eaarth

Back in the winter of 1990-91, when I was a between-real-jobs freelancer hanging out in Vancouver with plenty of time on my hands to read, I would cycle down to Stanley Park each rainless day, find a quiet stretch of beach, and read. I went through dozens of books before returning to the working world, but the only book I remember in any detail is Bill McKibben’s The End of Nature. It was the first full-length, popular-science take on climate change, and I’ve spent much of the last 20 years thinking and writing about the subject, thanks to that book. So has McKibben.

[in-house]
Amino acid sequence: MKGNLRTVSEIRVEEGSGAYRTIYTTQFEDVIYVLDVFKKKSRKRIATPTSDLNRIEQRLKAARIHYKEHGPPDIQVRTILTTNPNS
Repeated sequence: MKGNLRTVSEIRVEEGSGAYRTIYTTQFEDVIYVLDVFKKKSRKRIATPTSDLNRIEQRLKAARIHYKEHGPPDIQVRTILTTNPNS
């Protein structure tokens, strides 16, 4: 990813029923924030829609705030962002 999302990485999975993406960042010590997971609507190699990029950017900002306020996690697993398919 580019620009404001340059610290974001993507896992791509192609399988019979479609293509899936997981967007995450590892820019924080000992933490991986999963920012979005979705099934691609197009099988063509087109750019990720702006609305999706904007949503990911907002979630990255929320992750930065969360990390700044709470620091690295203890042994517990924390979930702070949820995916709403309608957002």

eaarth is an oddly titled sequel of sorts. Climate change is just the backstory now. What was once looming on the horizon has become a present-day crisis that threatens to undermine the very fabric of civilization. That’s the starting point of McKibben’s latest stream-of-consciousness anti-fossil-fuel polemic. And I mean that in a good way.
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